- Delivering educational or consultative programs to its members and/or other members of the industry;
- Promoting Canadian print magazines, digital periodicals and/or non-daily newspapers or the services of their creators; or
- Encouraging and/or recognizing excellence in the content and creation of Canadian print magazines, digital periodicals and non-daily newspapers.
Note: If the project is submitted by an organization that represents a wide range of professional activities, the degree to which the project benefits primarily the periodical industry will be considered.
C.2.1 Eligible projects
The program will invest in projects that are well researched, with activities that clearly demonstrate realistic objectives and measurable expected outcomes. The projects must be detailed and specific in terms of timeframe, activities, products and costs. They must be result-driven and aimed at improving the competitive performance of the Canadian periodical industry.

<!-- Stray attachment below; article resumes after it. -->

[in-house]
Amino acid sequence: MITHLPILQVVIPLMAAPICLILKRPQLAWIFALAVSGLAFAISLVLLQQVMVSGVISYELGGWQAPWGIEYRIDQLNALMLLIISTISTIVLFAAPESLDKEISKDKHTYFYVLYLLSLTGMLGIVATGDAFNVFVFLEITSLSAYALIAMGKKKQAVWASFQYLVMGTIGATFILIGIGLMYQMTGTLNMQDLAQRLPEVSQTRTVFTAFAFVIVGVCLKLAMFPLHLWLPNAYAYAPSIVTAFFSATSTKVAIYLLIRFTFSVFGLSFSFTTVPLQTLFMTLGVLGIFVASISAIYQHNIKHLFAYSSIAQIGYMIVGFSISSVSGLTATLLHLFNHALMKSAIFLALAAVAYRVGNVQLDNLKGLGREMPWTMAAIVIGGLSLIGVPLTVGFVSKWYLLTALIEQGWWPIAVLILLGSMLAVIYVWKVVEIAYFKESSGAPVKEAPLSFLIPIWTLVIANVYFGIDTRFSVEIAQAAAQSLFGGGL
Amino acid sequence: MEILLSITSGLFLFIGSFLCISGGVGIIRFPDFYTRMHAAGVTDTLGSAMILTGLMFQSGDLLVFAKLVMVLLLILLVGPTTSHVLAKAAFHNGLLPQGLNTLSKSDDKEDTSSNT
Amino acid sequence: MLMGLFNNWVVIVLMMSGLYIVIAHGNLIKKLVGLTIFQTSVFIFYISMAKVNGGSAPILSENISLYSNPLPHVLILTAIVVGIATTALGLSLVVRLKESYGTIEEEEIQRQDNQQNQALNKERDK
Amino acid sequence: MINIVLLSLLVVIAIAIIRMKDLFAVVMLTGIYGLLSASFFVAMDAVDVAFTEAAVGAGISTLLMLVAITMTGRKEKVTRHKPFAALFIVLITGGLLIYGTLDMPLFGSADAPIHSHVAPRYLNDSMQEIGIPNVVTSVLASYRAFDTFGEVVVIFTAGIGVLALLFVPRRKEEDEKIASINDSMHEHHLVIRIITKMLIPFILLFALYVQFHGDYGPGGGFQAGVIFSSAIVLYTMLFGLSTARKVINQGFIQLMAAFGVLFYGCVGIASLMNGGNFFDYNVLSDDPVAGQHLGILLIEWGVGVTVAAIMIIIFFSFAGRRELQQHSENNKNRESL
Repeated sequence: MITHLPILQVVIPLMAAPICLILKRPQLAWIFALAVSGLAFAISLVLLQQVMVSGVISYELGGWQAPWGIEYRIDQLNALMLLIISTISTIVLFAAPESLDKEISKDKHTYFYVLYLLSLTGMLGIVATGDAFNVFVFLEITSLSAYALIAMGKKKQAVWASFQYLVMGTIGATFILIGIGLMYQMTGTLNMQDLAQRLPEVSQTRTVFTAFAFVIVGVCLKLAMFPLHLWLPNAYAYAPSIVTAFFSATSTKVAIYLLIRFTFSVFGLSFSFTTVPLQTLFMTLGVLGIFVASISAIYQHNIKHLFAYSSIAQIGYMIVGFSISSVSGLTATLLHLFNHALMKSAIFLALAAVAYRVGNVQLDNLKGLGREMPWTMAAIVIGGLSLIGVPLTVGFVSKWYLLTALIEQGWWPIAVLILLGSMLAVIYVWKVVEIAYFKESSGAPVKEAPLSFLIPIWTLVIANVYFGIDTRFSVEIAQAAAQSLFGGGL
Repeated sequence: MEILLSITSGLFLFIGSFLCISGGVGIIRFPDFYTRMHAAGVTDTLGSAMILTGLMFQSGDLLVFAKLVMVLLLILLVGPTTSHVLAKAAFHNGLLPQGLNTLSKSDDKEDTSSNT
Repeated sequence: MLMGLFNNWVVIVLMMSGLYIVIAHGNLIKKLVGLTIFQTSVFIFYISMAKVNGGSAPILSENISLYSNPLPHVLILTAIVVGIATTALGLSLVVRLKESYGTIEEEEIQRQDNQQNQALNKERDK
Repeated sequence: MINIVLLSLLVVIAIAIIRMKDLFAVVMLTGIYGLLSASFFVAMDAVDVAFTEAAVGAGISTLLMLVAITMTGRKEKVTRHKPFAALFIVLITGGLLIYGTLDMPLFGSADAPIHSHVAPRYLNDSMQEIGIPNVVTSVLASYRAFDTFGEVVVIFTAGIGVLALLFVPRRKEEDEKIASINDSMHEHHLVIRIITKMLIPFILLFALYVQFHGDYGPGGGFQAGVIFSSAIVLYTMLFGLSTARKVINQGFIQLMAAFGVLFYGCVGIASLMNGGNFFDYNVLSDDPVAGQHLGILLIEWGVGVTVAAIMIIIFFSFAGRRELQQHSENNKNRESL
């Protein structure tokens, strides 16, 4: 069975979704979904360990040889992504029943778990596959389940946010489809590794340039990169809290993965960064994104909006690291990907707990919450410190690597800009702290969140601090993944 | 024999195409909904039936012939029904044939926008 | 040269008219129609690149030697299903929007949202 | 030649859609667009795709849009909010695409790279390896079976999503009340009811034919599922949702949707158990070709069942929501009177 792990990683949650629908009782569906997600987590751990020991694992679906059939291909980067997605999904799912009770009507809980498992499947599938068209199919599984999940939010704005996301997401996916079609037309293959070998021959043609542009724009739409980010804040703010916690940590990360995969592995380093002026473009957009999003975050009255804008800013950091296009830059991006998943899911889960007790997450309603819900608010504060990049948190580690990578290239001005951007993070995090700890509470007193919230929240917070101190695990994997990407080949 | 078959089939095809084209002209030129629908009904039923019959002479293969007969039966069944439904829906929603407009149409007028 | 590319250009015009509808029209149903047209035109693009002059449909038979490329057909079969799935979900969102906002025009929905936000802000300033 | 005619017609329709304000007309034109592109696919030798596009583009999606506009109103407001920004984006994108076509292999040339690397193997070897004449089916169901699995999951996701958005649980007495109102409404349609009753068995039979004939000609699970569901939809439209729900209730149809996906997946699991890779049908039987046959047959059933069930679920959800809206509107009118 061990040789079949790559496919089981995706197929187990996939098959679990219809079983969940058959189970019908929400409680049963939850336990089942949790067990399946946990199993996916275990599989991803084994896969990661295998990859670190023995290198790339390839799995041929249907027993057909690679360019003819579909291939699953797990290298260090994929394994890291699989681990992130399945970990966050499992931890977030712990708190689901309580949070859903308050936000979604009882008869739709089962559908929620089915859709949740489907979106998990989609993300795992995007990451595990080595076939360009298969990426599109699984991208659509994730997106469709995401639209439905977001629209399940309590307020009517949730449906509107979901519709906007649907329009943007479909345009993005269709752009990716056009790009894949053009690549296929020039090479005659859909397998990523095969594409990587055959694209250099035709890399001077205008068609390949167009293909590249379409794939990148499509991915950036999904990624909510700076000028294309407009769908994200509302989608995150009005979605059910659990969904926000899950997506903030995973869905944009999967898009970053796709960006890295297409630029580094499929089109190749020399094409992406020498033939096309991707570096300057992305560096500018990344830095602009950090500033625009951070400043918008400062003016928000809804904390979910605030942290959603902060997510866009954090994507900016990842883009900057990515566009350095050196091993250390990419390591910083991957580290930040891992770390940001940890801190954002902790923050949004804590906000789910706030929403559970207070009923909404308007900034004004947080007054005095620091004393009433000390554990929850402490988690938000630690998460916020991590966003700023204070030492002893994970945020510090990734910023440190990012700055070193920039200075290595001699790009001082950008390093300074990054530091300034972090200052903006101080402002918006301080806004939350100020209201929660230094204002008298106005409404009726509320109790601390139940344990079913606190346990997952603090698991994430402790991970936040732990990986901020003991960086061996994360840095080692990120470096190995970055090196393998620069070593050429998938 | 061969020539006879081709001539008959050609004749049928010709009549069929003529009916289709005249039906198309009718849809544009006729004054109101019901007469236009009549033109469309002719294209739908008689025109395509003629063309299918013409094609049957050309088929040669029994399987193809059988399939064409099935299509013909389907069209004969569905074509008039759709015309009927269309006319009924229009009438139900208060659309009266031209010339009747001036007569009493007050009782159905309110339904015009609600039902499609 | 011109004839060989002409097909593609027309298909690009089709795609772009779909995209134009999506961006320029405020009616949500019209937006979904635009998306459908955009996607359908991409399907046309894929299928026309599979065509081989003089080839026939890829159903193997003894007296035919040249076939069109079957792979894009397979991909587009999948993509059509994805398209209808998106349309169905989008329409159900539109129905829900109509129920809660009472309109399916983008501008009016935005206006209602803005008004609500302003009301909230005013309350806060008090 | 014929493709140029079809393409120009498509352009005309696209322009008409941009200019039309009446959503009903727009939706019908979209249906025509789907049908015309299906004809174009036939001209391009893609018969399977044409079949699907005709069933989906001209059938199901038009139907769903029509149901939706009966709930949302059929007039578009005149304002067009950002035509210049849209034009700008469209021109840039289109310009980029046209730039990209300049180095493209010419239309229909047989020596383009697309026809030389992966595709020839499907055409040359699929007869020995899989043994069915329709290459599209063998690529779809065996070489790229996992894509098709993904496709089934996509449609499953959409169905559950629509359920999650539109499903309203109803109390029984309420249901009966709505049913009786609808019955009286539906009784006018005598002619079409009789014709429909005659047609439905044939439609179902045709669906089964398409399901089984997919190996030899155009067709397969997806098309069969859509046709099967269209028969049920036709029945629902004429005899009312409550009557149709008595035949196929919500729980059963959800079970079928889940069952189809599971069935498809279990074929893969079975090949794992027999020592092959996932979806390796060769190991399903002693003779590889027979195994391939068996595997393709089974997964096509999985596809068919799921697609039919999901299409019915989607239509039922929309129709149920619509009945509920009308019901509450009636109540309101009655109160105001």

Projects will address at least one of these key areas: 1) business development, 2) professional development and training, and/or 3) marketing and promotion.
Eligible projects may include:
- Research aimed at analyzing industry trends, new technologies, new business models;
- Market research and/or business plans;
- Collective initiatives in response to industry trends (aimed at marketing, promotion, education, awareness);
- Training and professional development for members of the periodical industry;
- Promotion of the Canadian periodical industry in the domestic and foreign markets, particularly through the Web and other digital platforms;
- Initiatives to recognize and/or reward Canadian print magazine, digital periodical and non-daily newspaper content and/or creators.